Graduates completing this specialisation are highly employable, with the ability to work in industrial, innovative, regulatory, emerging and commercial biotechnology sectors.
Students who complete the Master of Science (Research) specialising in biotechnology will be uniquely positioned to apply for a PhD. Potential careers include:
- agricultural scientist
- industrial biotechnologist
- food technologist
- medical scientist
*2016 Times Higher Education graduate employability rankings
Undergraduate (your first degree)
An undergraduate degree is generally completed between two to four years, depending on the pattern of study and any credit for prior learning you may have. Associate degrees, bachelor’s and bachelor’s with honours are all undergraduate degrees.
Postgraduate (further study)
A postgraduate qualification can be undertaken by students who have already completed an undergraduate degree or possess significant, demonstrable work experience. Postgraduate courses include graduate certificates, graduate diplomas, master’s and PhDs, as well as specialist programs for industry professionals.
Deakin offers this degree at master's level and has industrial opportunities for honours students to do research.
Deakin has research strengths in material science, food and agricultural science, analytical chemistry and nanomaterial. Our biotechnology courses apply these fundamental sciences to projects targeting practical solutions to real-world challenges.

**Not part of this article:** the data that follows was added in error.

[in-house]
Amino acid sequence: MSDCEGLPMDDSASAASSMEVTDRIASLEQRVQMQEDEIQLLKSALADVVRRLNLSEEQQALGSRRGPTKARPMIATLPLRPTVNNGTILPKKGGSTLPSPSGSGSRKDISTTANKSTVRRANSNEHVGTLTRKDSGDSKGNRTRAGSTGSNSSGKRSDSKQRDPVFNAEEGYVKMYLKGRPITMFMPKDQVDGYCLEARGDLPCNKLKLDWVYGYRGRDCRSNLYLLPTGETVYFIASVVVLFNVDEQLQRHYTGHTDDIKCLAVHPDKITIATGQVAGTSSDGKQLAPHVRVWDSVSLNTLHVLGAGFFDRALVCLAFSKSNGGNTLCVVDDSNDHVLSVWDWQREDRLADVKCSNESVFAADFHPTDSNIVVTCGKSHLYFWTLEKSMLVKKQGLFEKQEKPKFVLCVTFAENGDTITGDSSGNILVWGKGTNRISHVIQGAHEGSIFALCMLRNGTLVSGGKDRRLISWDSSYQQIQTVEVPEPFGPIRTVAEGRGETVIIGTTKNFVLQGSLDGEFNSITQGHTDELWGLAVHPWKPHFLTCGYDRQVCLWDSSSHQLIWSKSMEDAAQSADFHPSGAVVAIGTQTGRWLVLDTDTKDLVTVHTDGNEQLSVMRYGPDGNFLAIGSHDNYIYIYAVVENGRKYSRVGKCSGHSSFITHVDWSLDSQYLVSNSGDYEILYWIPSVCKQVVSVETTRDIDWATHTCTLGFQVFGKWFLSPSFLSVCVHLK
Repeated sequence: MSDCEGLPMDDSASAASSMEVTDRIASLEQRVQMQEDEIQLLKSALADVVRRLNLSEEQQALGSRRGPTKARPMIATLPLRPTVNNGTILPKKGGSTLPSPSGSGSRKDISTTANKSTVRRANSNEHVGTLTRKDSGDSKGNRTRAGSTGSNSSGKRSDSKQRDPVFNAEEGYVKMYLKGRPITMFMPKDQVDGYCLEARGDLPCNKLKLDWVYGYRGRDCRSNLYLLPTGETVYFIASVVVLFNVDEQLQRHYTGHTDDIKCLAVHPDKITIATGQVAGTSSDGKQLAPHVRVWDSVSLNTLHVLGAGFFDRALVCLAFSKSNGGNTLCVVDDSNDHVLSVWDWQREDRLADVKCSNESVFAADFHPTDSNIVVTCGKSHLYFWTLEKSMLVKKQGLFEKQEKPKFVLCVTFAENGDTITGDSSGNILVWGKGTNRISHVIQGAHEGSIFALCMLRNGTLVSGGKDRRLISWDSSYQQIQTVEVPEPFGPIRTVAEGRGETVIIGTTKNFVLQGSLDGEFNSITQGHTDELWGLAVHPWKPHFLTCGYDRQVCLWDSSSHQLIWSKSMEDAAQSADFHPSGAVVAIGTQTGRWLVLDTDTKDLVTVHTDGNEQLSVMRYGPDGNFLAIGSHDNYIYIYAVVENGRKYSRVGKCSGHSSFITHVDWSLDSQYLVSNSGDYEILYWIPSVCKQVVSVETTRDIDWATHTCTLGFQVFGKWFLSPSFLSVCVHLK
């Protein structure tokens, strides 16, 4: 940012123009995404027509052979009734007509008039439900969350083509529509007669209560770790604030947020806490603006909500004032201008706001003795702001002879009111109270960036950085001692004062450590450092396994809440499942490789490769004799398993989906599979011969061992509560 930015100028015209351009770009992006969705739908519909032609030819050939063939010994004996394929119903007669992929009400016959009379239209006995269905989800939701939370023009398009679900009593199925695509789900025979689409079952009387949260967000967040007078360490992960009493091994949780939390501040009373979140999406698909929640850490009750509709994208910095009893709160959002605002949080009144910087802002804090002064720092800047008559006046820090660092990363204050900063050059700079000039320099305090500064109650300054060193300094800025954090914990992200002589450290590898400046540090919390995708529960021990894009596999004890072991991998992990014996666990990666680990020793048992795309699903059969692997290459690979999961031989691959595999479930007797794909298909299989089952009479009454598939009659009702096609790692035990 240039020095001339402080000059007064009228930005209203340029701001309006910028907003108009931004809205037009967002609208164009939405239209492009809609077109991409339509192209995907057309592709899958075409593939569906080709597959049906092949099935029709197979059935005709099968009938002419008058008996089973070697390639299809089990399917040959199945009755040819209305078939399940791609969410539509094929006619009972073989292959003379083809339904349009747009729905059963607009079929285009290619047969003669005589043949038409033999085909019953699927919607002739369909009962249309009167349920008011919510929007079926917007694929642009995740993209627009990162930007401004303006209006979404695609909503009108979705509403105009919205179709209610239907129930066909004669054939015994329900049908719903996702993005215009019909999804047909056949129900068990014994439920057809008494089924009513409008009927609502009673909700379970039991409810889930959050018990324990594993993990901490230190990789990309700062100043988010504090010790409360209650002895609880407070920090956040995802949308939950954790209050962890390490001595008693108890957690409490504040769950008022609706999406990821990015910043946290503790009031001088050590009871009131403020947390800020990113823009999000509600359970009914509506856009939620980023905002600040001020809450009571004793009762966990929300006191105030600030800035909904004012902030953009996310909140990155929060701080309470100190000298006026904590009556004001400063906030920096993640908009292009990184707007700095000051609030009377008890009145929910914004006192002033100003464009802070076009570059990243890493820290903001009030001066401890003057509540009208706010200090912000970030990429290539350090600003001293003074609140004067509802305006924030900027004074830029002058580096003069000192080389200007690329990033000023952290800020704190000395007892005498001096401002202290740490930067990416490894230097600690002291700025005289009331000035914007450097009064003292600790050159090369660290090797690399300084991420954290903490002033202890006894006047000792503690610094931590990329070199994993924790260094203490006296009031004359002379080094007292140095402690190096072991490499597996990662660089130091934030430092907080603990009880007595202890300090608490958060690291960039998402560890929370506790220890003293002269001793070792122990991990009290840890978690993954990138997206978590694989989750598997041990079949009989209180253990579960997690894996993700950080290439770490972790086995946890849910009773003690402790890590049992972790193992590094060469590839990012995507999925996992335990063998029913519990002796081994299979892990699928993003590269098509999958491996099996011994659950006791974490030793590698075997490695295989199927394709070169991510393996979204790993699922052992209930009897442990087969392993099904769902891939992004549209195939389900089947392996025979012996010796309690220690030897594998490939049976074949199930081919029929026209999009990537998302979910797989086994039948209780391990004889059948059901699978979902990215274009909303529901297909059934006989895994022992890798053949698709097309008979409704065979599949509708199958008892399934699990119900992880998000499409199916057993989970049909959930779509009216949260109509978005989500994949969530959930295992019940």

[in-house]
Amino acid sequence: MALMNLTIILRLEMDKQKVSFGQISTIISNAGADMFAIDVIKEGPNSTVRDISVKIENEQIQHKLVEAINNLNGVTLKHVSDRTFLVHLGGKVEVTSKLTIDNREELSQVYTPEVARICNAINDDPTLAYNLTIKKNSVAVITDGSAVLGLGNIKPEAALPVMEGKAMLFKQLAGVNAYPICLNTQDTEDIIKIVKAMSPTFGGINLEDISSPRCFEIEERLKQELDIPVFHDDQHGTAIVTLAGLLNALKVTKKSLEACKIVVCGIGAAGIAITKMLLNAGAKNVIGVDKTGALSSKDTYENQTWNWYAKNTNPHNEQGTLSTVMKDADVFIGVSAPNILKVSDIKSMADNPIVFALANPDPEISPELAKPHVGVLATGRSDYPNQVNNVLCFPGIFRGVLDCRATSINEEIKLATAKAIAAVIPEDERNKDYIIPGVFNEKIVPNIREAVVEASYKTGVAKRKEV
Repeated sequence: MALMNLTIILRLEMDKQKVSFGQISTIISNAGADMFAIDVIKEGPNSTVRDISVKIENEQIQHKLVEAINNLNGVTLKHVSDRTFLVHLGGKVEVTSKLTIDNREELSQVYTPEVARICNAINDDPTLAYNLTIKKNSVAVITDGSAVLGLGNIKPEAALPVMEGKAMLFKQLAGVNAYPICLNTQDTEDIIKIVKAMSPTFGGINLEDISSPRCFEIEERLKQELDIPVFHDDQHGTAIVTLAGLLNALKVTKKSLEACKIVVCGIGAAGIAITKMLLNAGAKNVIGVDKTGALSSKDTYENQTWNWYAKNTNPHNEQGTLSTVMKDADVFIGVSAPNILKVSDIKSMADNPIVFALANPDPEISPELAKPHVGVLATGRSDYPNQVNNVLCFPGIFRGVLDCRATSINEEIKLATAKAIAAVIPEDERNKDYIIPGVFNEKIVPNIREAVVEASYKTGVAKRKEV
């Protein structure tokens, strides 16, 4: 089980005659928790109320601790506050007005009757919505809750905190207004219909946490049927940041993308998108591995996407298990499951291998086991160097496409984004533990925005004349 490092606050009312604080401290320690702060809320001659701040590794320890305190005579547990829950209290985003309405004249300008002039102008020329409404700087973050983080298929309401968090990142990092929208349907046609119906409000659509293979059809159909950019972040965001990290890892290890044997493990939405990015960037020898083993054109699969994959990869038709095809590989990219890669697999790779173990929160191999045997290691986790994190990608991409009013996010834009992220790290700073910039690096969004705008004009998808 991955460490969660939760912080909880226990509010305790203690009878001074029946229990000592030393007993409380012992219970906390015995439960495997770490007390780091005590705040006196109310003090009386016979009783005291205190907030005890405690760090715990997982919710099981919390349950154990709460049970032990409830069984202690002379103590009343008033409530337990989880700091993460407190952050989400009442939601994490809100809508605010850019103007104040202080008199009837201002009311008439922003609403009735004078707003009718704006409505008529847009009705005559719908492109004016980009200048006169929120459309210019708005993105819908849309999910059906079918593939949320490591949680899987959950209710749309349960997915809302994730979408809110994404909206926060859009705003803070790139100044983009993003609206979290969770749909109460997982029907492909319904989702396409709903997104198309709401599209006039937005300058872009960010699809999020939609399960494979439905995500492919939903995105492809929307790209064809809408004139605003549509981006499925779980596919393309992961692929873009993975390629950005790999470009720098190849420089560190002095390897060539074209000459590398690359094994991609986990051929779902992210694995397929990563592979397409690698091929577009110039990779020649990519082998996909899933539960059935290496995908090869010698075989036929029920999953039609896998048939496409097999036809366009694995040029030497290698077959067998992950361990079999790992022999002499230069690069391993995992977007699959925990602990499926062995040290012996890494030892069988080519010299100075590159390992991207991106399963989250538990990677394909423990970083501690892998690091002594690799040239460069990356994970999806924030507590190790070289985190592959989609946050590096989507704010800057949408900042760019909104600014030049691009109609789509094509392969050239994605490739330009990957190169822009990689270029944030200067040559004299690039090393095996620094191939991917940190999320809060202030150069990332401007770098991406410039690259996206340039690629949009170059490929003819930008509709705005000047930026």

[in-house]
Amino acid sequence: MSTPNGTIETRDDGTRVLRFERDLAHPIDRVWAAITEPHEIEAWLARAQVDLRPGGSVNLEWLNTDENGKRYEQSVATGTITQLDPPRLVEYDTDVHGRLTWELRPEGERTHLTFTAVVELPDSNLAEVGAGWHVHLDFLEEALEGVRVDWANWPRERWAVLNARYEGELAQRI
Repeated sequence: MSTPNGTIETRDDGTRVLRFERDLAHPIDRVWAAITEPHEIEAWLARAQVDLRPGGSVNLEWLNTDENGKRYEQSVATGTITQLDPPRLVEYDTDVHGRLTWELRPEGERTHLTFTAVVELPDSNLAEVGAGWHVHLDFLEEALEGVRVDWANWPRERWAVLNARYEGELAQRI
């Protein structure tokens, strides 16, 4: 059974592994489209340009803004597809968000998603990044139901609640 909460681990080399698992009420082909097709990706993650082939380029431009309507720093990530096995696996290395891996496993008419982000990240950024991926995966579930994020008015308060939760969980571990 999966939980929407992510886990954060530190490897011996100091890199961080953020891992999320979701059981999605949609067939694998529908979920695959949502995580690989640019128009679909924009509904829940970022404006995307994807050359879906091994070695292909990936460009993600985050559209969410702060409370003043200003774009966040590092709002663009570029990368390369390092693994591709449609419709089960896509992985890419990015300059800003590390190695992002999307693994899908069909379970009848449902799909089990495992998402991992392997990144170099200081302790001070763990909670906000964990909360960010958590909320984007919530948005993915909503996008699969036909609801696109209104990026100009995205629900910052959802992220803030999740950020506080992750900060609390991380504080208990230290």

Our students carry out projects that are scientifically intensive and industrially relevant. Many projects are aligned with our industry partners so that students learn how to tackle problems in an industry-linked setting.
Research with us
Take on a higher degree by research in biotechnology through our Centre for Chemistry and Biotechnology. Here, we seek to understand how molecules are made, how they can be utilised and how they work in complex biological systems.
Recent Deakin research
Chemical, biological and data analysis for forensic investigations
Strong links with Victoria Police have led to significant advancement on key initiatives in recent years. This has resulted in joint projects between the Centre for Chemistry and Biotechnology and the Victoria Police Forensic Services Department.
These projects cover a diverse array of topics, including the development of DNA analysis, entomology studies and illicit drug chemical fingerprinting. The projects have added significantly to forensic science in Victoria and have led to several key recent publications.
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